Saudi Stocks Lead Gulf Retreat on Weaker-Than-Expected Earningsby and
Saudi Arabia’s NCB misses median of analysts’ profit forecasts
All major equity indexes across six-nation GCC decline
Saudi Arabian stocks led Gulf markets lower after the nation’s biggest publicly traded bank became the latest in a growing list of companies whose earnings missed analysts’ forecasts.
The Tadawul All Share Index lost 1.1 percent in Riyadh on Sunday, ending the longest rising streak since August. National Commercial Bank, whose third-quarter profit of 1.96 billion riyals ($522 million) was about 360 million riyals shy of the median forecast of four analysts, was the biggest contributor to the drop. The Bloomberg GCC 200 Index, a measure of the largest and most liquid stocks across the six-nation Gulf Cooperation Council, declined 0.5 percent as every major equity gauge in the region sank.
Gulf stocks are poised to fall for a second year, the longest streak since the BGCC index started about a decade ago, after a slump in oil prices curbed government spending across the region and weighed on corporate income. Out of the seven banks that reported earnings for the third quarter in Saudi Arabia, the world’s biggest crude exporter, one posted an increase in profit.
“Investors are now focusing on corporate earnings to decide on trading, and prospects are not good,” said Mohamad Al Hajj, a Dubai-based equity strategist for the Middle East and North Africa at EFG-Hermes U.A.E. Ltd. “The big question for investors now is when shares will bottom out, and we don’t believe it will happen in this quarter.”
NCB dropped 5.5 percent, the most since January, to 33.94 riyals. The Tadawul All Share Banking Index retreated 1.6 percent. The gauge’s price-to-book ratio declined to 1.0162 last week, the lowest level since Bloomberg started tracking the data in 2006.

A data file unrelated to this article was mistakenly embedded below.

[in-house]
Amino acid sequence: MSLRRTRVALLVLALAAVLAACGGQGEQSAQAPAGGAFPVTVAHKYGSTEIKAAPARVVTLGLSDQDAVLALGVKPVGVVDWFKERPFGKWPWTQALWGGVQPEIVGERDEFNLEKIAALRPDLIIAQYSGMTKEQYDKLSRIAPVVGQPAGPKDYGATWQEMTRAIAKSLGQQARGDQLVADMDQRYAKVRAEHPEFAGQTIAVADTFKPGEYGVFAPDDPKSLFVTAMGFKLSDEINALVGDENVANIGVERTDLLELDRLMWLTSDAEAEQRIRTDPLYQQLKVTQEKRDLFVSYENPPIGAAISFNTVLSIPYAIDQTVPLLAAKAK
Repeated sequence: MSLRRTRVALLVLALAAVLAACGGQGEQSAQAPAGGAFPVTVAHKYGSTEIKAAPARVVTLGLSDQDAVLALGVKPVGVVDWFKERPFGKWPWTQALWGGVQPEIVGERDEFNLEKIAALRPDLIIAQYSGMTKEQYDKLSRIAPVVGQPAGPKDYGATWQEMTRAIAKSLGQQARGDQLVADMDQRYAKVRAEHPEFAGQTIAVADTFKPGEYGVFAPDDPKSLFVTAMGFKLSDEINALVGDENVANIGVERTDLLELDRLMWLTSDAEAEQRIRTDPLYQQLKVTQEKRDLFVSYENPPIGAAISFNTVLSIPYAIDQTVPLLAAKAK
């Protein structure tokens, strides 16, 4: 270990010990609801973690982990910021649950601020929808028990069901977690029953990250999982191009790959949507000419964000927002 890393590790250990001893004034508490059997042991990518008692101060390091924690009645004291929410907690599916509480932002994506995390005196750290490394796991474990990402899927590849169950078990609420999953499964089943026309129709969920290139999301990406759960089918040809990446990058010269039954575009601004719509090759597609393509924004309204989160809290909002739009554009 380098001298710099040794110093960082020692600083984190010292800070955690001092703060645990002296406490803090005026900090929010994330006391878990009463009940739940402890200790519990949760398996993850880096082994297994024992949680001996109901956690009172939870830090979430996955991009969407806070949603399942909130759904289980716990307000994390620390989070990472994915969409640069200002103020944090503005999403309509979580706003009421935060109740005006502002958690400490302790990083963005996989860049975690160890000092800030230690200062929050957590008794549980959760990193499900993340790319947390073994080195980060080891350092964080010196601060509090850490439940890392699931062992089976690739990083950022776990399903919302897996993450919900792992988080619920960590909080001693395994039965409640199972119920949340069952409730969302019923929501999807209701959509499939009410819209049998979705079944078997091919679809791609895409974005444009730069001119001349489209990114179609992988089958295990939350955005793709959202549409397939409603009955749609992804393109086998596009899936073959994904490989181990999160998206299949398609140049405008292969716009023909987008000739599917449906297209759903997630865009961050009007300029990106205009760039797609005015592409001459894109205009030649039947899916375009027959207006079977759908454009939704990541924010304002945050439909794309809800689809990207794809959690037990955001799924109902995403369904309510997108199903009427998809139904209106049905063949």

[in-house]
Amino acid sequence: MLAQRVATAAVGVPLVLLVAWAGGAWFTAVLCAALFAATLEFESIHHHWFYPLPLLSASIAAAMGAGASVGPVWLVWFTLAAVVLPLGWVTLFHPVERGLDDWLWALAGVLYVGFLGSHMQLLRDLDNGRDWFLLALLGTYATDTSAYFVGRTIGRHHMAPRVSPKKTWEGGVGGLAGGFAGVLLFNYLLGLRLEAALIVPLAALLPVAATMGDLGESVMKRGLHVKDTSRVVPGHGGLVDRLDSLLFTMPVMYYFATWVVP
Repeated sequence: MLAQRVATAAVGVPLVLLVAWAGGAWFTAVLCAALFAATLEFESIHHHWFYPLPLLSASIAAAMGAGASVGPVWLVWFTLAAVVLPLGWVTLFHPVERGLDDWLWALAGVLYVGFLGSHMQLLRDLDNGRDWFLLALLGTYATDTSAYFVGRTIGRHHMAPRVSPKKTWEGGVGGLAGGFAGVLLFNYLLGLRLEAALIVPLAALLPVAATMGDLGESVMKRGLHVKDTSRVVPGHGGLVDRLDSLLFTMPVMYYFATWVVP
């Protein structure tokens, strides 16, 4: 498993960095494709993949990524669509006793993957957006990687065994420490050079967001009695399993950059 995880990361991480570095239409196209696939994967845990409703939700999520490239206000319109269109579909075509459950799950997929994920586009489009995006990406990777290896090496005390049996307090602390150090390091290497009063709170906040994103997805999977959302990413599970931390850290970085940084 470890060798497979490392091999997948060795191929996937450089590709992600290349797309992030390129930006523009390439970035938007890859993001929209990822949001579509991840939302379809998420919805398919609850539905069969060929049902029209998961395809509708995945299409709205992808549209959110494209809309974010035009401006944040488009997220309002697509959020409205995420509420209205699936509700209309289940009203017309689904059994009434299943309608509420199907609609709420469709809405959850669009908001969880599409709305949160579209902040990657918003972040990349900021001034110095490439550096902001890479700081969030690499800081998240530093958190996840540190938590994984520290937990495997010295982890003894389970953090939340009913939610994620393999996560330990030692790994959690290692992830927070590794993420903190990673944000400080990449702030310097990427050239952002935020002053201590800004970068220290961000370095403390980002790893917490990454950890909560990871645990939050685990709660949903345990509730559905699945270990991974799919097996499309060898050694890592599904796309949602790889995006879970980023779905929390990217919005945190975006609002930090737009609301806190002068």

Dubai’s DFM General Index dropped 1 percent, led by Emaar Properties PJSC’s 1.5 percent slide. Abu Dhabi’s ADX General Index ended 0.7 percent lower, Kuwait’s SE Price Index fell 0.4 percent and Bahrain’s Bourse All Share Index lost 0.3 percent. Oman’s MSM30 Index and Qatar’s QE Index each slipped 0.2 percent.
Volumes in all but one of the region’s benchmark stock gauges were below their 30-day averages.
Trading on the MSM30 Index was 60 percent above the 30-day average as the number of shares exchanged exceeded 15 million. More than 40 percent of the trades were in Bank Nizwa, which rose 3.8 percent after posting preliminary financial results.
Merger talks between Omani lenders Bank Sohar and Bank Dhofar to create an institution with assets of $16 billion have collapsed, the latter said in a statement to the Muscat stock exchange on Sunday after market close.
Egypt’s EGX 30 Index reversed gains of as much as 1.3 percent to drop 0.9 percent at the close. Commercial International Bank Egypt’s 1.3 percent loss was the biggest contributor to the decline.
The gauge advanced to the highest level since June last week amid speculation the government is preparing to weaken the Egyptian pound to secure an International Monetary Fund loan. The index traded at 9.8 times expected earnings on Thursday, the highest level in a year, according to data compiled by Bloomberg.
Egypt has received a $2 billion deposit from Saudi Arabia, a central bank official said Oct. 12, paving the way for the $12 billion IMF loan. The country is “getting closer” to concluding the deal, Prime Minister Sherif Ismail said last week, without giving details. The nation’s $1.5 billion bonds due June 2025 fell for eight straight days through Friday, the longest losing streak since May.
“The market has become focused on a single issue: the IMF agreement,” said Hesham Wafa, a Cairo-based institutional sales trader at Mubasher Trade. “The more signals we get that it’s on track, the higher the market will trade because investors are betting on foreign direct investment inflows that could be transformative for Egypt.”
Markets in Israel are closed due to a public holiday.